This statement conjures a host of responses from incredulity, curiosity, and exasperation, to concerns about the sanity of the speaker. But it’s also an example of a narrative hook I once used to get my audience interested in what comes next.
Picture if you will, an extended family dinner with 10 or 12 people at the grownup table and at least that many at the kids’ table. There was the usual level of noise and commotion associated with a large family dinner but there was also an air of curiosity--my nephew had brought his new girlfriend home to meet the family. She was an undergraduate science major and she had been told that I was a research and development scientist. So, as you might expect, she asked me what I did at the R&D center. I really didn’t want to put on my scientist’s hat at the dinner table so I responded that I did a lot of different things.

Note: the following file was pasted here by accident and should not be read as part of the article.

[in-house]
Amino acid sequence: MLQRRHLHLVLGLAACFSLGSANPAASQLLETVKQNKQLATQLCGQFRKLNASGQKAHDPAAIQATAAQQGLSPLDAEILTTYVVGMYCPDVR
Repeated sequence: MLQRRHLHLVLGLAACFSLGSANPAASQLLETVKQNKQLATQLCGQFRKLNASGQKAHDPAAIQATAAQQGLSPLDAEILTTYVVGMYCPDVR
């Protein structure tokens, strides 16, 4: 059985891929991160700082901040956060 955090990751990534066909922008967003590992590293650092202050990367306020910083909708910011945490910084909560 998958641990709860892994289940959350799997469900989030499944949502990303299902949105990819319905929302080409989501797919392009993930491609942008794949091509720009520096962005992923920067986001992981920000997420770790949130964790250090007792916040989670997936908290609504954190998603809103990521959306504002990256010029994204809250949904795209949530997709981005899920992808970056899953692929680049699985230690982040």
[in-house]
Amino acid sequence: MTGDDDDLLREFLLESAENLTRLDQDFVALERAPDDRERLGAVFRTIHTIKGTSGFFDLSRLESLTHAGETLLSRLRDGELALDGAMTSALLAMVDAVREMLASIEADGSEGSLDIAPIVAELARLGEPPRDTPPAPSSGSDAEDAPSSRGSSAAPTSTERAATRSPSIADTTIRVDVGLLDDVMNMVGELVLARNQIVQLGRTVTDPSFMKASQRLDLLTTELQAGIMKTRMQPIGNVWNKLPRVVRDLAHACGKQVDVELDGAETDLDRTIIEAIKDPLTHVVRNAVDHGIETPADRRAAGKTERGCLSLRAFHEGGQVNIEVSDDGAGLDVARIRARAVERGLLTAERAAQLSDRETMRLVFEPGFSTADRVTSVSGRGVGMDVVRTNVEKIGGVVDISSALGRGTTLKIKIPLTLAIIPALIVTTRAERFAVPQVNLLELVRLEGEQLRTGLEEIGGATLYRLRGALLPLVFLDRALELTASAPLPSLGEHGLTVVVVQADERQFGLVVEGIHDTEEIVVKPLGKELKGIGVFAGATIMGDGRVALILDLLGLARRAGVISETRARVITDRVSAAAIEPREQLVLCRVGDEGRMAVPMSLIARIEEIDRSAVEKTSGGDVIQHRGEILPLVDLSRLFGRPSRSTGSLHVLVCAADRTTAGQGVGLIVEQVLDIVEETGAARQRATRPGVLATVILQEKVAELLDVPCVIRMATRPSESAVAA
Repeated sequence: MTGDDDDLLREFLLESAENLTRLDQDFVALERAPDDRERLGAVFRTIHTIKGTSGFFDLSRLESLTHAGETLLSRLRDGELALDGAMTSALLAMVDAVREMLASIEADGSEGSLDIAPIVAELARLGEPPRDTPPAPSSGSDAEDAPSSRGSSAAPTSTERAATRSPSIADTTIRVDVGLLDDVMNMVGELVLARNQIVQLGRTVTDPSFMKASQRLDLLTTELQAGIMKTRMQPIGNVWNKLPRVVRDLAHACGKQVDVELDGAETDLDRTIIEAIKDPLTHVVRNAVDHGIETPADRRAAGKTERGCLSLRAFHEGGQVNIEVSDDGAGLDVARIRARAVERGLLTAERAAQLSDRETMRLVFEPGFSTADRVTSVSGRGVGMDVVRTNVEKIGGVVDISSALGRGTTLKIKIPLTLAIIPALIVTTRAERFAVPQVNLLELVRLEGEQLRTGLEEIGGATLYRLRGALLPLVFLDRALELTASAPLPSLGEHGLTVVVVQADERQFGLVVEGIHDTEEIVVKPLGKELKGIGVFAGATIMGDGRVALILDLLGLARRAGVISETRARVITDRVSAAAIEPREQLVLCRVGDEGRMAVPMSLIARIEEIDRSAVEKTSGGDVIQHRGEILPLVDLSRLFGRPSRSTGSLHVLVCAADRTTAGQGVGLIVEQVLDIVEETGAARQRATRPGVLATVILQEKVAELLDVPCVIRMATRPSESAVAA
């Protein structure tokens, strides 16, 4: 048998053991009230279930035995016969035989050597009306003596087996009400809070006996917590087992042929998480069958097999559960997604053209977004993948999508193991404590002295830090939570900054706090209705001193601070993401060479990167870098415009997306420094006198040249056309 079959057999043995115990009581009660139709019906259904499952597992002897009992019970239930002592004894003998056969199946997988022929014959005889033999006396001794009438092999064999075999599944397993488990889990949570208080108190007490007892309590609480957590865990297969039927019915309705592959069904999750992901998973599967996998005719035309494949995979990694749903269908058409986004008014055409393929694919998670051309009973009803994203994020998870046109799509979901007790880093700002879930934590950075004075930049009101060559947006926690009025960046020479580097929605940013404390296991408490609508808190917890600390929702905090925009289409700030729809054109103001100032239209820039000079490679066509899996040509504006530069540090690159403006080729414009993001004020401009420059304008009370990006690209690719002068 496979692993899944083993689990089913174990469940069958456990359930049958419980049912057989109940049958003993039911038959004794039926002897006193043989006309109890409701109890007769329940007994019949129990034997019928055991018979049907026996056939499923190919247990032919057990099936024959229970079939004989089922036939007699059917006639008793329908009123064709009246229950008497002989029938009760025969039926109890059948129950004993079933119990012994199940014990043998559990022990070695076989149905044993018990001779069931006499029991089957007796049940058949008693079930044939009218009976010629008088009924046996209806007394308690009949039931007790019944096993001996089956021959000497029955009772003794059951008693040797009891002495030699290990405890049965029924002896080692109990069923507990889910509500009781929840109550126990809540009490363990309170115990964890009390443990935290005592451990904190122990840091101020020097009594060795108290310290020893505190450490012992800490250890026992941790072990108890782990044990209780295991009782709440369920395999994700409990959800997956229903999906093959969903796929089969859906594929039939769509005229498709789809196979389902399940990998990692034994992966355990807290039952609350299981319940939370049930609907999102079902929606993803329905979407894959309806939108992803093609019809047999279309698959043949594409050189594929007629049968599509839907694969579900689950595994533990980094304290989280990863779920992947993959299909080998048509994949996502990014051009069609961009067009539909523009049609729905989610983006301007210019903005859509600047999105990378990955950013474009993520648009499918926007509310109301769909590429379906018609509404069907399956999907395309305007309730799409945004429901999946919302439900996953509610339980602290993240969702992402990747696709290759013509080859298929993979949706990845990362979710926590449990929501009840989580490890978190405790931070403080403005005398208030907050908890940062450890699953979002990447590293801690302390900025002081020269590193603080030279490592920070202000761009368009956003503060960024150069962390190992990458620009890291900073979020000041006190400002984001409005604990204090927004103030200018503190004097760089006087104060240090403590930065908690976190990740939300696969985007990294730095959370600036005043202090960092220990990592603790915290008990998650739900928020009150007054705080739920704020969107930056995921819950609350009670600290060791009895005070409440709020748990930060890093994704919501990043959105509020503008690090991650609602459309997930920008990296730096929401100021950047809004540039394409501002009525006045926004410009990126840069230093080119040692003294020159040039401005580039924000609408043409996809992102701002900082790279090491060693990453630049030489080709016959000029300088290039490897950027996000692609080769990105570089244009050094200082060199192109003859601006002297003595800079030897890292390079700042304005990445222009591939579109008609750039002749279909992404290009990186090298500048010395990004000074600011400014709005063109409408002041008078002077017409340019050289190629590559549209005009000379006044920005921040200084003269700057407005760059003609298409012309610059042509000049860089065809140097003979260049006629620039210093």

Undeterred, she said, “Tell us about one of them.”
And yes, I told everyone that I could hypnotize a rabbit.
My second point is that you have to know your audience. I could have talked about gene expression, viral antigen production, protein purification and a host of other things, but my non-science audience would have been bored to tears. Instead, I said something interesting--something unexpected--and after the hooting subsided, I was able tell my story about how I learned this unusual skill and why it was necessary.
Short story writing is much like telling a tale at dinner. You have to quickly engage the audience, keep the narrative brief and lively, and have a satisfying ending. The ending is as important as the hook because storytelling is catch and release fishing. You need to release them in good condition so you can hook 'em again later.